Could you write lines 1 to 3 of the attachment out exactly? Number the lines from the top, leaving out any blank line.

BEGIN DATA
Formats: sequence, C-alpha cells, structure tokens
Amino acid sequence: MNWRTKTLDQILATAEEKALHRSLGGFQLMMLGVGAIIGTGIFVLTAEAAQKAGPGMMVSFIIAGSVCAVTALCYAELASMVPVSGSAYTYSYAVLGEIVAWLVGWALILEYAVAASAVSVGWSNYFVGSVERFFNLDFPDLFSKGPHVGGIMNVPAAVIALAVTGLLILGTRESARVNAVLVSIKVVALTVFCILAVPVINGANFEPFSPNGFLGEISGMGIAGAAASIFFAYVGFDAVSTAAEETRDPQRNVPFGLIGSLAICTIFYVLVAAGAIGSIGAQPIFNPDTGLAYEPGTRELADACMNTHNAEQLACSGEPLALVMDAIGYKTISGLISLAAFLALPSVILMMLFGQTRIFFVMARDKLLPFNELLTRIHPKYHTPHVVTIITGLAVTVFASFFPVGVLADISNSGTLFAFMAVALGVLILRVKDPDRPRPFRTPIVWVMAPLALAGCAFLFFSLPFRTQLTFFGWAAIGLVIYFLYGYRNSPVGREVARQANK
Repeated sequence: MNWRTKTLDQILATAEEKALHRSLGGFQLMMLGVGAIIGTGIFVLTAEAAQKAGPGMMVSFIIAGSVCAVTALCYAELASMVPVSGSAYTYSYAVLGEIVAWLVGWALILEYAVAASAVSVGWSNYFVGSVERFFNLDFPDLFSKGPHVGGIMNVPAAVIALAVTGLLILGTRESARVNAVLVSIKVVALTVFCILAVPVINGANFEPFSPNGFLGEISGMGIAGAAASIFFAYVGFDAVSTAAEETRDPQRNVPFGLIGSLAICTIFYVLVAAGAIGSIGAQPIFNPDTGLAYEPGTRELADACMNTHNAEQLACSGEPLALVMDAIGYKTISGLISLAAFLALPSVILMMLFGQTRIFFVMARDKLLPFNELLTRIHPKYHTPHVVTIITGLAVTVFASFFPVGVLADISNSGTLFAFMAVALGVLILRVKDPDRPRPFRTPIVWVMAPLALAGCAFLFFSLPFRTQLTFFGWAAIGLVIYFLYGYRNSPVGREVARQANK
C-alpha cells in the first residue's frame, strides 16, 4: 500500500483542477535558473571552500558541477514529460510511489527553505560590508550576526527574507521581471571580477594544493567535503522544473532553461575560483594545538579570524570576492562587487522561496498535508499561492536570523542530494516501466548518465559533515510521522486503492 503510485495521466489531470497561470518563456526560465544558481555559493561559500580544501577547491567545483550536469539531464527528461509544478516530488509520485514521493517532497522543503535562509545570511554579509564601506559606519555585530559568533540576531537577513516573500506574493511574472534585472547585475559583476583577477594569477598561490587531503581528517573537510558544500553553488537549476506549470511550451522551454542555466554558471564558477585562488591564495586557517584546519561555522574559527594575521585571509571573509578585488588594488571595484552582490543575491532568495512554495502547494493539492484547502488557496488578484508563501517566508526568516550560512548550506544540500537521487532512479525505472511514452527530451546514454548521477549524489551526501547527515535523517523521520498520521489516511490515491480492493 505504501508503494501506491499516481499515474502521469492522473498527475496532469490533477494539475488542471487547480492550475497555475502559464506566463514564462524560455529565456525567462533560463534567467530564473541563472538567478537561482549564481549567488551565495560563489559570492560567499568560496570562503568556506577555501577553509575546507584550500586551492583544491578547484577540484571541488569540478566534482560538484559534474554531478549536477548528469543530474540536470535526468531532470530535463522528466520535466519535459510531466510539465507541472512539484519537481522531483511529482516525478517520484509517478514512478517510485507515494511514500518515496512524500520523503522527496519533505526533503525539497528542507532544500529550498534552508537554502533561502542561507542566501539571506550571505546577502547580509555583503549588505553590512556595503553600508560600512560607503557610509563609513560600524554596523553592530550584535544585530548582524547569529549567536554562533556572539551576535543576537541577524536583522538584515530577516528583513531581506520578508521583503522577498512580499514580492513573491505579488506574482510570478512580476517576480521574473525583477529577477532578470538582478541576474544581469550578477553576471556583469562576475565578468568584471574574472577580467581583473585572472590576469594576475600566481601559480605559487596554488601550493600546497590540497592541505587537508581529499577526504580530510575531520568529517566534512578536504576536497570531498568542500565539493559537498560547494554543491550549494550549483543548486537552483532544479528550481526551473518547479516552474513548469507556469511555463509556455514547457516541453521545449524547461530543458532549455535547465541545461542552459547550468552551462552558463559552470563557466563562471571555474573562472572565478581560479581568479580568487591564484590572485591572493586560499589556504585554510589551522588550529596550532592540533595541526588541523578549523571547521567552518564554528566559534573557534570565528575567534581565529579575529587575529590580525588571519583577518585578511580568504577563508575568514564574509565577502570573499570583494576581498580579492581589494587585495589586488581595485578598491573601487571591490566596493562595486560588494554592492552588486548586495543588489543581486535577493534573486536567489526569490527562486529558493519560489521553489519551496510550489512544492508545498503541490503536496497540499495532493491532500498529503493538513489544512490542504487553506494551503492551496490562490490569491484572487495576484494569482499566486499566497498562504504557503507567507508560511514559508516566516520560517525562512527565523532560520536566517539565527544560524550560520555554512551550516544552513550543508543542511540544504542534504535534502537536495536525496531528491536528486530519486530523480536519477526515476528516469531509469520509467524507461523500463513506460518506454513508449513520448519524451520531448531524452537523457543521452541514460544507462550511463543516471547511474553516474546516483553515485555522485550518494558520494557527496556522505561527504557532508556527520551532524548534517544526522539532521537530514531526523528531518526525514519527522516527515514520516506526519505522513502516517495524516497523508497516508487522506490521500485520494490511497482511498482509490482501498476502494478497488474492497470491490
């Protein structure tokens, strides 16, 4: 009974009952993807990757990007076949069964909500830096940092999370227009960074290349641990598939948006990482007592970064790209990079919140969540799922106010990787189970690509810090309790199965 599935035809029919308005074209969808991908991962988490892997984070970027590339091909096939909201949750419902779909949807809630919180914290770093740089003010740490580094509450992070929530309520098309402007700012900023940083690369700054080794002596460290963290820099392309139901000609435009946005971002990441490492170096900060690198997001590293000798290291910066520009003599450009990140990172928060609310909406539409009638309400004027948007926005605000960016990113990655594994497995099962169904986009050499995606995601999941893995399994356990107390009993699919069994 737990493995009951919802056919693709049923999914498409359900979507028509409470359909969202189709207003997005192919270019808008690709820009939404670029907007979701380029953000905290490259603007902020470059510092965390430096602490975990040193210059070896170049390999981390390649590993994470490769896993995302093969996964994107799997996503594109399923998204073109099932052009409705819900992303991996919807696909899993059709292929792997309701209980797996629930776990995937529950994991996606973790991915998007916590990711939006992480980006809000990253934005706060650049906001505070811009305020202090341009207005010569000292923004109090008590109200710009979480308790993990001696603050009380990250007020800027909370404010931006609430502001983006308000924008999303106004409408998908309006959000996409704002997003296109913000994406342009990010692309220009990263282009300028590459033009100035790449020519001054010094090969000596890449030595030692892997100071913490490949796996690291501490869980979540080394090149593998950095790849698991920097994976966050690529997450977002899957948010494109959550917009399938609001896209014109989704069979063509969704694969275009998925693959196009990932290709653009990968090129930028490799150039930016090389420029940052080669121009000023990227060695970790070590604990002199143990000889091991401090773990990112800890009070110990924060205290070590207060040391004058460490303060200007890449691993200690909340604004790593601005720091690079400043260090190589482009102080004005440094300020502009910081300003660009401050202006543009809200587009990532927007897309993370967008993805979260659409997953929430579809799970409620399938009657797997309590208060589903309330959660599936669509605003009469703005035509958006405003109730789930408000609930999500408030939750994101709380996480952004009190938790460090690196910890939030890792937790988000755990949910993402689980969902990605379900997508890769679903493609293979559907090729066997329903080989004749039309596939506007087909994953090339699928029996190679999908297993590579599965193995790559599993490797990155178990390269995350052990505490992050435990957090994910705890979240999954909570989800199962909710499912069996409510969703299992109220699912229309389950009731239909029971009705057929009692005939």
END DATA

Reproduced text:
Formats: sequence, C-alpha cells, structure tokens
Amino acid sequence: MNWRTKTLDQILATAEEKALHRSLGGFQLMMLGVGAIIGTGIFVLTAEAAQKAGPGMMVSFIIAGSVCAVTALCYAELASMVPVSGSAYTYSYAVLGEIVAWLVGWALILEYAVAASAVSVGWSNYFVGSVERFFNLDFPDLFSKGPHVGGIMNVPAAVIALAVTGLLILGTRESARVNAVLVSIKVVALTVFCILAVPVINGANFEPFSPNGFLGEISGMGIAGAAASIFFAYVGFDAVSTAAEETRDPQRNVPFGLIGSLAICTIFYVLVAAGAIGSIGAQPIFNPDTGLAYEPGTRELADACMNTHNAEQLACSGEPLALVMDAIGYKTISGLISLAAFLALPSVILMMLFGQTRIFFVMARDKLLPFNELLTRIHPKYHTPHVVTIITGLAVTVFASFFPVGVLADISNSGTLFAFMAVALGVLILRVKDPDRPRPFRTPIVWVMAPLALAGCAFLFFSLPFRTQLTFFGWAAIGLVIYFLYGYRNSPVGREVARQANK
Repeated sequence: MNWRTKTLDQILATAEEKALHRSLGGFQLMMLGVGAIIGTGIFVLTAEAAQKAGPGMMVSFIIAGSVCAVTALCYAELASMVPVSGSAYTYSYAVLGEIVAWLVGWALILEYAVAASAVSVGWSNYFVGSVERFFNLDFPDLFSKGPHVGGIMNVPAAVIALAVTGLLILGTRESARVNAVLVSIKVVALTVFCILAVPVINGANFEPFSPNGFLGEISGMGIAGAAASIFFAYVGFDAVSTAAEETRDPQRNVPFGLIGSLAICTIFYVLVAAGAIGSIGAQPIFNPDTGLAYEPGTRELADACMNTHNAEQLACSGEPLALVMDAIGYKTISGLISLAAFLALPSVILMMLFGQTRIFFVMARDKLLPFNELLTRIHPKYHTPHVVTIITGLAVTVFASFFPVGVLADISNSGTLFAFMAVALGVLILRVKDPDRPRPFRTPIVWVMAPLALAGCAFLFFSLPFRTQLTFFGWAAIGLVIYFLYGYRNSPVGREVARQANK